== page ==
It might be a dead rubber in terms of this series, but what awaits South Africa after their six month slumber from Test cricket is a frenzied schedule like they’ve not experienced before. Getting some closure on certain positions should start in Centurion on Friday. Be ANTOINETTE MULLER.
The series is lost. SA’s number one ranking is lost. Still, the Proteas insist their motivation to get something positive out of what has been a dire series has not been lost. To summon the strength to be positive after the hell that the team have endured over the last three months takes immense character, but that is exactly what AB de Villiers and his men will have to do, come Friday.
“The importance is still up there and we’ve put a lot of emphasis on ending the series well. Things haven’t worked out for us, but there’s still a lot of pride in the team, and we can still reclaim a lot of pride in this last Test. The way we conduct ourselves on the field is important and it’s definitely not a dead rubber in my eyes. I still want to go out there and compete, and I know a lot of players share that view,” Dean Elgar said earlier this week about the looming dead rubber.
This series has, arguably, been one of the toughest defeats South Africa have had to endure in recent years. In India, the dodgy pitches could shoulder some of the blame for their failings, but on their home turf, there can be no such excuses.
The absence of Dale Steyn and Vernon Philander have only made things tougher, but they have not had the “magic” moments that England have had, and the team and its management have had to cop a fair bit of criticism from media and ex-players. The cohesiveness of the team has also faced stringent scrutiny, with rumours that De Villiers might be calling it a day, making headlines during the Cape Town Test.
This cycle is not unusual for a team in a transition that have suddenly started losing. From Australia’s “homework gate” under Mickey Arthur, when the side was hammered in India, to England’s fall out with Kevin Pietersen when they were whitewashed 5-0 during the Ashes, Down Under, reports of discontent always surface when things aren’t going well. For Elgar and the rest of the team, the solution is to simply grin and bear it.
“The best is to try and laugh it off. If you let that affect you, it’s taking a few steps back. I’m sure every player will say they don’t read what’s in the media, I do read the media,” Elgar said.
“It is disheartening to hear those things in the media, but the Test side is a tight unit. I know that the cricket doesn’t reflect that, but we are. I can vouch for that. It is a little bit unpleasant hearing it in the media. That’s their opinions. I know from where I sit, the Proteas are a strong unit.”
In consecutive series, South Africa have been dismissed for their lowest totals since re-admission, and barring the flat deck at Newlands, the batting line-up has largely misfired. Moments of brilliance, especially when their backs were against the wall, have been a hallmark of this South African team for the last few years, but they have not managed to produce them in this series, barring Elgar carrying his bat in the first Test in Durban.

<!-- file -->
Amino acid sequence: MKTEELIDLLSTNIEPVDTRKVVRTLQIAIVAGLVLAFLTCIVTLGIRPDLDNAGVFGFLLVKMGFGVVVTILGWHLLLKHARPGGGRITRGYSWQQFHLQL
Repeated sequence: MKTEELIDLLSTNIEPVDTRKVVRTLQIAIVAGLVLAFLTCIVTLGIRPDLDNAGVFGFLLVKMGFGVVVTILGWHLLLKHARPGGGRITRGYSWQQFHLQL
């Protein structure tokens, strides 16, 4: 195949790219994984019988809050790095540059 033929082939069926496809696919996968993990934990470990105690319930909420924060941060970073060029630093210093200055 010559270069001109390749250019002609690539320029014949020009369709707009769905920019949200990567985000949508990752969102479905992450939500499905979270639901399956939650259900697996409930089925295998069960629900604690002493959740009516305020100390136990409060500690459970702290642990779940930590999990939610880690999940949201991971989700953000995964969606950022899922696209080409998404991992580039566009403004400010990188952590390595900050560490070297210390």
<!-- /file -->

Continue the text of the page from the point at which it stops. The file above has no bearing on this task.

In contrast, England have produced memorable moments aplenty. There was James Taylor in Durban, Ben Stokes in Cape Town, and then Stuart Broad in Johannesburg. There have been many more moments in-between that have set England apart, but Elgar feels that the criticism of management has been unfounded.
“People don’t know what our management team do behind closed doors, with regards to their work ethic and giving guys freedom to prepare their own way. They have ticked all the boxes in my eyes.”
One of the boxes that hasn’t been ticked is the opening berth, and if South Africa get nothing else out of Centurion, at least they will have some closure on that position. The selectors have finally conceded defeat in the Stiaan van Zyl experiment, and added Stephen Cook to the side. He looks set for a debut at the top of the order, with Van Zyl and Rilee Rossouw both released from the squad. Cook looks set for a debut – unless South Africa go for the maverick solution of letting Quinton de Kock open, and slotting JP Duminy in, lower down the order.
If Cook fails, there will be just a slight case of “we told you so,” and if he succeeds, the selectors will be kicking themselves for not picking him sooner, and will be keeping a beady eye on him as the domestic four-day competition drags to a halt. South Africa do not play another Test until August this year when they host New Zealand, so an opener is not an immediate priority. But some direction will be good because what follows that New Zealand series will be a frenzied period of cricket.
South Africa will travel to Australia and host Sri Lanka, before traveling to New Zealand and England in early 2017. The latter part of 2017 will see a jam packed schedule with Bangladesh, Sri Lanka, India and Australia all visiting the country for 13 Test in total, an unprecedented amount of cricket for a side usually suckling on scheduling’s hind teat. Preparing for what lies ahead will thus begin in earnest on this dead rubber even if that only means selecting a few pieces for rebuilding what is currently a slightly muddled puzzle. DM
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